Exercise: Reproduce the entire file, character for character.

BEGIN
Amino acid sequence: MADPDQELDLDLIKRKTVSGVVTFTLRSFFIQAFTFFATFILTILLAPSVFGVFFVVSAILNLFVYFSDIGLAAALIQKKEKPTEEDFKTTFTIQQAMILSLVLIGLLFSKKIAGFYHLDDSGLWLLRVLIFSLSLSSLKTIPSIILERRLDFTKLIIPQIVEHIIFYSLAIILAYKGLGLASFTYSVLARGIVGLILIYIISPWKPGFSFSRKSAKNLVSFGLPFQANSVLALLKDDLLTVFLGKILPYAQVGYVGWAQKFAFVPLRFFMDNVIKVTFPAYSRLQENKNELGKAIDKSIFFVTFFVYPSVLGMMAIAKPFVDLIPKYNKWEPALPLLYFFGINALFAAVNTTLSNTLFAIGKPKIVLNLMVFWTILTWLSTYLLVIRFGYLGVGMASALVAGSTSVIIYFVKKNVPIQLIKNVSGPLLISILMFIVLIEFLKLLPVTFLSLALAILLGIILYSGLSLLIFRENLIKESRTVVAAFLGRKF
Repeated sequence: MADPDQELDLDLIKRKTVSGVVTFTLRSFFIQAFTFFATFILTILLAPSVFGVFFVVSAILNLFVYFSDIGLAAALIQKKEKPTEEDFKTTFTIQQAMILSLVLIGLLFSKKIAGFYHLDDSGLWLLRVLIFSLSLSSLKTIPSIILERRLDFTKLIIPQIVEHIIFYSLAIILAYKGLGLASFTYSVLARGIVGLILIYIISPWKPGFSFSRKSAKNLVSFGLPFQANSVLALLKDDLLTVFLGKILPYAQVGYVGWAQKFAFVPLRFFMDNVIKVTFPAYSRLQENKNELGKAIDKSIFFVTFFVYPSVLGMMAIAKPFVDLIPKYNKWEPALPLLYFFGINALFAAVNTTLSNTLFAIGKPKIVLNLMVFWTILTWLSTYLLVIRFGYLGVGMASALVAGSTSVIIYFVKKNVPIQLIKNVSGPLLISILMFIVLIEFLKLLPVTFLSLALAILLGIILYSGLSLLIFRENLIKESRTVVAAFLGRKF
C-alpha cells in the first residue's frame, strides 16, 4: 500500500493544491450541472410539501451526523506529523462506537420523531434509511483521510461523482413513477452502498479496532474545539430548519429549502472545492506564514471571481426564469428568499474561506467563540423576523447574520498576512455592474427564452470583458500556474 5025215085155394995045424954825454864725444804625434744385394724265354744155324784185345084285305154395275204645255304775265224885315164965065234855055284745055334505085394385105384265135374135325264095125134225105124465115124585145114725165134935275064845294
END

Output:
Amino acid sequence: MADPDQELDLDLIKRKTVSGVVTFTLRSFFIQAFTFFATFILTILLAPSVFGVFFVVSAILNLFVYFSDIGLAAALIQKKEKPTEEDFKTTFTIQQAMILSLVLIGLLFSKKIAGFYHLDDSGLWLLRVLIFSLSLSSLKTIPSIILERRLDFTKLIIPQIVEHIIFYSLAIILAYKGLGLASFTYSVLARGIVGLILIYIISPWKPGFSFSRKSAKNLVSFGLPFQANSVLALLKDDLLTVFLGKILPYAQVGYVGWAQKFAFVPLRFFMDNVIKVTFPAYSRLQENKNELGKAIDKSIFFVTFFVYPSVLGMMAIAKPFVDLIPKYNKWEPALPLLYFFGINALFAAVNTTLSNTLFAIGKPKIVLNLMVFWTILTWLSTYLLVIRFGYLGVGMASALVAGSTSVIIYFVKKNVPIQLIKNVSGPLLISILMFIVLIEFLKLLPVTFLSLALAILLGIILYSGLSLLIFRENLIKESRTVVAAFLGRKF
Repeated sequence: MADPDQELDLDLIKRKTVSGVVTFTLRSFFIQAFTFFATFILTILLAPSVFGVFFVVSAILNLFVYFSDIGLAAALIQKKEKPTEEDFKTTFTIQQAMILSLVLIGLLFSKKIAGFYHLDDSGLWLLRVLIFSLSLSSLKTIPSIILERRLDFTKLIIPQIVEHIIFYSLAIILAYKGLGLASFTYSVLARGIVGLILIYIISPWKPGFSFSRKSAKNLVSFGLPFQANSVLALLKDDLLTVFLGKILPYAQVGYVGWAQKFAFVPLRFFMDNVIKVTFPAYSRLQENKNELGKAIDKSIFFVTFFVYPSVLGMMAIAKPFVDLIPKYNKWEPALPLLYFFGINALFAAVNTTLSNTLFAIGKPKIVLNLMVFWTILTWLSTYLLVIRFGYLGVGMASALVAGSTSVIIYFVKKNVPIQLIKNVSGPLLISILMFIVLIEFLKLLPVTFLSLALAILLGIILYSGLSLLIFRENLIKESRTVVAAFLGRKF
C-alpha cells in the first residue's frame, strides 16, 4: 500500500493544491450541472410539501451526523506529523462506537420523531434509511483521510461523482413513477452502498479496532474545539430548519429549502472545492506564514471571481426564469428568499474561506467563540423576523447574520498576512455592474427564452470583458500556474 5025215085155394995045424954825454864725444804625434744385394724265354744155324784185345084285305154395275204645255304775265224885315164965065234855055284745055334505085394385105384265135374135325264095125134225105124465115124585145114725165134935275064845294